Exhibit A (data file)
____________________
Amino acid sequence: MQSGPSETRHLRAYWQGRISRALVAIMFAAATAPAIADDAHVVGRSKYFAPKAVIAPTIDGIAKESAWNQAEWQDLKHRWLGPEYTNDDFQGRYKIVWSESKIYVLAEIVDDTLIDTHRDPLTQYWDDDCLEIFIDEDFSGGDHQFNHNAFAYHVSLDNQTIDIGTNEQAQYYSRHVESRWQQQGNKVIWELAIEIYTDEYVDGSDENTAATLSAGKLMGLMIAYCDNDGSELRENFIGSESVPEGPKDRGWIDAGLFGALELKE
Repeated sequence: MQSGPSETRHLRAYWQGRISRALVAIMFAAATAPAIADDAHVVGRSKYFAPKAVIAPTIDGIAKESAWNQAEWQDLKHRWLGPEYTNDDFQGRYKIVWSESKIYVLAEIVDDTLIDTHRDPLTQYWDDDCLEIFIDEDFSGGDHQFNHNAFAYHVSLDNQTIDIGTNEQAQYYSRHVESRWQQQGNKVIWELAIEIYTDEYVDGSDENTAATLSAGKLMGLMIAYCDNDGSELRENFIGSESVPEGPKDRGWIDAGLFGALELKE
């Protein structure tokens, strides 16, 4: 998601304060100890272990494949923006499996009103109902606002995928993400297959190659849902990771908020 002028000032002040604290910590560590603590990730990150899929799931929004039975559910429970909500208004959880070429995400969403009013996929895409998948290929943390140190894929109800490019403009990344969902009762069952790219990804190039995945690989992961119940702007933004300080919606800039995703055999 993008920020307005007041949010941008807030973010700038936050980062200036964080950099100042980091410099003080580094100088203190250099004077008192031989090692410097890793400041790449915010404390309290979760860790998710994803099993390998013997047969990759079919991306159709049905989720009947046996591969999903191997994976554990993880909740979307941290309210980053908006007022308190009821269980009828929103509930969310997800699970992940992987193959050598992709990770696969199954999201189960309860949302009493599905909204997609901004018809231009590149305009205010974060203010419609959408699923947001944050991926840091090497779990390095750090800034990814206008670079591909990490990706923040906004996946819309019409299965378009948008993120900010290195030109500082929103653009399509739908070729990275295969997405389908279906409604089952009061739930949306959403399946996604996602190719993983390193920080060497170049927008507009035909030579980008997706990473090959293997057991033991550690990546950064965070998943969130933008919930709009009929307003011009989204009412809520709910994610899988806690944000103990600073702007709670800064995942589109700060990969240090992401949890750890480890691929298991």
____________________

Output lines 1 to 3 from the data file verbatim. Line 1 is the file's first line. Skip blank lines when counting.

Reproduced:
Amino acid sequence: MQSGPSETRHLRAYWQGRISRALVAIMFAAATAPAIADDAHVVGRSKYFAPKAVIAPTIDGIAKESAWNQAEWQDLKHRWLGPEYTNDDFQGRYKIVWSESKIYVLAEIVDDTLIDTHRDPLTQYWDDDCLEIFIDEDFSGGDHQFNHNAFAYHVSLDNQTIDIGTNEQAQYYSRHVESRWQQQGNKVIWELAIEIYTDEYVDGSDENTAATLSAGKLMGLMIAYCDNDGSELRENFIGSESVPEGPKDRGWIDAGLFGALELKE
Repeated sequence: MQSGPSETRHLRAYWQGRISRALVAIMFAAATAPAIADDAHVVGRSKYFAPKAVIAPTIDGIAKESAWNQAEWQDLKHRWLGPEYTNDDFQGRYKIVWSESKIYVLAEIVDDTLIDTHRDPLTQYWDDDCLEIFIDEDFSGGDHQFNHNAFAYHVSLDNQTIDIGTNEQAQYYSRHVESRWQQQGNKVIWELAIEIYTDEYVDGSDENTAATLSAGKLMGLMIAYCDNDGSELRENFIGSESVPEGPKDRGWIDAGLFGALELKE
């Protein structure tokens, strides 16, 4: 998601304060100890272990494949923006499996009103109902606002995928993400297959190659849902990771908020 002028000032002040604290910590560590603590990730990150899929799931929004039975559910429970909500208004959880070429995400969403009013996929895409998948290929943390140190894929109800490019403009990344969902009762069952790219990804190039995945690989992961119940702007933004300080919606800039995703055999 993008920020307005007041949010941008807030973010700038936050980062200036964080950099100042980091410099003080580094100088203190250099004077008192031989090692410097890793400041790449915010404390309290979760860790998710994803099993390998013997047969990759079919991306159709049905989720009947046996591969999903191997994976554990993880909740979307941290309210980053908006007022308190009821269980009828929103509930969310997800699970992940992987193959050598992709990770696969199954999201189960309860949302009493599905909204997609901004018809231009590149305009205010974060203010419609959408699923947001944050991926840091090497779990390095750090800034990814206008670079591909990490990706923040906004996946819309019409299965378009948008993120900010290195030109500082929103653009399509739908070729990275295969997405389908279906409604089952009061739930949306959403399946996604996602190719993983390193920080060497170049927008507009035909030579980008997706990473090959293997057991033991550690990546950064965070998943969130933008919930709009009929307003011009989204009412809520709910994610899988806690944000103990600073702007709670800064995942589109700060990969240090992401949890750890480890691929298991």